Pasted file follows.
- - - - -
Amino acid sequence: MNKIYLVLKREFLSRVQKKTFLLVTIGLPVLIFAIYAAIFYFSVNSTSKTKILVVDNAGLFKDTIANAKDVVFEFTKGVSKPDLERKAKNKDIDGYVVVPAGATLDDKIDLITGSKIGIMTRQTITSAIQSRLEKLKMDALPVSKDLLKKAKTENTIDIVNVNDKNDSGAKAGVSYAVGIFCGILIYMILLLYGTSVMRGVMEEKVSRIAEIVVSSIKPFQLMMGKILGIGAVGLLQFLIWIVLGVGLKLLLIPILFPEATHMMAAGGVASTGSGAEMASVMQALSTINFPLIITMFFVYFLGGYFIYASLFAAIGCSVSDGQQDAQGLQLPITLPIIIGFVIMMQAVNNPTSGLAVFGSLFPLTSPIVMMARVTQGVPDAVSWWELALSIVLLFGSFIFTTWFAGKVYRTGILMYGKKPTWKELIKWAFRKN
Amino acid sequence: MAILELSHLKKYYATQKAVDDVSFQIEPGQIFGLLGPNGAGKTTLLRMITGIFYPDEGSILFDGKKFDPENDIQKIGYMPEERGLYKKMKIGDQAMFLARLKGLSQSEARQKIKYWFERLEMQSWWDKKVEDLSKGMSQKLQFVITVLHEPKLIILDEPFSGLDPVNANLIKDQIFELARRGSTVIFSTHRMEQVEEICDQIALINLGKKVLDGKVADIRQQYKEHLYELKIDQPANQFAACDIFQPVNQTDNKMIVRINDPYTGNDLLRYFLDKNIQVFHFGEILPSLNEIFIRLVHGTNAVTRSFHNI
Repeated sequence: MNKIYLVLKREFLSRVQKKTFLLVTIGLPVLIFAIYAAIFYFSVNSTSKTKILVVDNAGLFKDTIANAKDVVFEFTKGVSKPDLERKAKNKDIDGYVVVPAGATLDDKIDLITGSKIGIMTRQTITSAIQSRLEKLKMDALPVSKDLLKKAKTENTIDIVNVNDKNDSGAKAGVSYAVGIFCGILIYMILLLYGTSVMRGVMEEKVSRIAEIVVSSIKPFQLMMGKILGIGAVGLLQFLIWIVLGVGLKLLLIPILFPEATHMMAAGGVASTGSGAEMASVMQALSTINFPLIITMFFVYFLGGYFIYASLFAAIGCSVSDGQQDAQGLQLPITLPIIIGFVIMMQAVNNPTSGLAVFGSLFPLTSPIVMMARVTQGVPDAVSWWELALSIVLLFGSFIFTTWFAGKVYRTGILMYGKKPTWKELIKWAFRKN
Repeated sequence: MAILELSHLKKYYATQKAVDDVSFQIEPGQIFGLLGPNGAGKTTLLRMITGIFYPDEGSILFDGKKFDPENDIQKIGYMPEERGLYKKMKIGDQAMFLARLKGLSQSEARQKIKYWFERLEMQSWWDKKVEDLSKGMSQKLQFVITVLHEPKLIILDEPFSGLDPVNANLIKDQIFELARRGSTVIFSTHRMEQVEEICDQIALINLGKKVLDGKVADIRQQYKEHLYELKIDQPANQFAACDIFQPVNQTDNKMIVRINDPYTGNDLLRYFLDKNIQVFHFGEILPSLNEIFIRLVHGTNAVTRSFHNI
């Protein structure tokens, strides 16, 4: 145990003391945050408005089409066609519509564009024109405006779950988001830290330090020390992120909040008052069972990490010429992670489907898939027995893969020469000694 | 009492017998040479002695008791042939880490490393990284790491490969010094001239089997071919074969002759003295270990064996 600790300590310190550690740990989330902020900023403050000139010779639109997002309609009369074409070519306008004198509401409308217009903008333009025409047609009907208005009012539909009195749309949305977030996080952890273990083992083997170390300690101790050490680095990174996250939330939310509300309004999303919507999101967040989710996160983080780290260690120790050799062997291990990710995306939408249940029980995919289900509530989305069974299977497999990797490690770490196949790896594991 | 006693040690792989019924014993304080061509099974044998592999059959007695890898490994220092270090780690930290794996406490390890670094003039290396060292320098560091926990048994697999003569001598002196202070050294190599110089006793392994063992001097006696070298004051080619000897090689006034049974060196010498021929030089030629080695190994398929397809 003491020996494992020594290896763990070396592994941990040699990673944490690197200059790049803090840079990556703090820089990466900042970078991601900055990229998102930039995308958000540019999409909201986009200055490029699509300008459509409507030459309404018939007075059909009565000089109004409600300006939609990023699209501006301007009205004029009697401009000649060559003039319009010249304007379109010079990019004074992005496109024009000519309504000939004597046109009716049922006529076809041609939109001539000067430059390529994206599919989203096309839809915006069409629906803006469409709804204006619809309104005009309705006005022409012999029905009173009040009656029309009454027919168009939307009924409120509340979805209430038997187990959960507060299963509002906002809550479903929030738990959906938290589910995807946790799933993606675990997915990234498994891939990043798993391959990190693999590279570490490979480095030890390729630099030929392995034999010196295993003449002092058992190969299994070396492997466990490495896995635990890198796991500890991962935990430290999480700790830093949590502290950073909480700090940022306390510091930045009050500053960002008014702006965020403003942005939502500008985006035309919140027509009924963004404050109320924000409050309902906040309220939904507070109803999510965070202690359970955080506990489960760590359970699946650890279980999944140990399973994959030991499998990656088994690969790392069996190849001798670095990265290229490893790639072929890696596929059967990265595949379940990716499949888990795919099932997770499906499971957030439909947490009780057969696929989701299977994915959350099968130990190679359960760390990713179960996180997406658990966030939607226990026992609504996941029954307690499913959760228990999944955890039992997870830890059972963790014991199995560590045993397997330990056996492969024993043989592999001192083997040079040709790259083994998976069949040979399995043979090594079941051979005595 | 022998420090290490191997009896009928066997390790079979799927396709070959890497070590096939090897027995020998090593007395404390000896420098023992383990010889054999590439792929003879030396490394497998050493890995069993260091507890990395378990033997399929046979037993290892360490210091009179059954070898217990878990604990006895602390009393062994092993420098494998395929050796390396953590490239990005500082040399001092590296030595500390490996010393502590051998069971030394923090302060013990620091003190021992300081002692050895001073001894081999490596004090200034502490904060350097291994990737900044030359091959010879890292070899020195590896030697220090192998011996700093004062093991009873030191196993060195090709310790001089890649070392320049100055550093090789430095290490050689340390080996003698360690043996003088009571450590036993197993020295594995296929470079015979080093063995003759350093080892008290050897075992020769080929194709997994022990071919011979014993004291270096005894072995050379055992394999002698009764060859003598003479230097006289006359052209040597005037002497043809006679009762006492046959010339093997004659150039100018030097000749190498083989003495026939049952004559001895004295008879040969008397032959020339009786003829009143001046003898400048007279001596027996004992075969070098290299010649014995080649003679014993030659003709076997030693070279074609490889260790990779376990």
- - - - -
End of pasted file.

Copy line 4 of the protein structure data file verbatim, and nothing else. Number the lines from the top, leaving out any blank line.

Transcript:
Repeated sequence: MAILELSHLKKYYATQKAVDDVSFQIEPGQIFGLLGPNGAGKTTLLRMITGIFYPDEGSILFDGKKFDPENDIQKIGYMPEERGLYKKMKIGDQAMFLARLKGLSQSEARQKIKYWFERLEMQSWWDKKVEDLSKGMSQKLQFVITVLHEPKLIILDEPFSGLDPVNANLIKDQIFELARRGSTVIFSTHRMEQVEEICDQIALINLGKKVLDGKVADIRQQYKEHLYELKIDQPANQFAACDIFQPVNQTDNKMIVRINDPYTGNDLLRYFLDKNIQVFHFGEILPSLNEIFIRLVHGTNAVTRSFHNI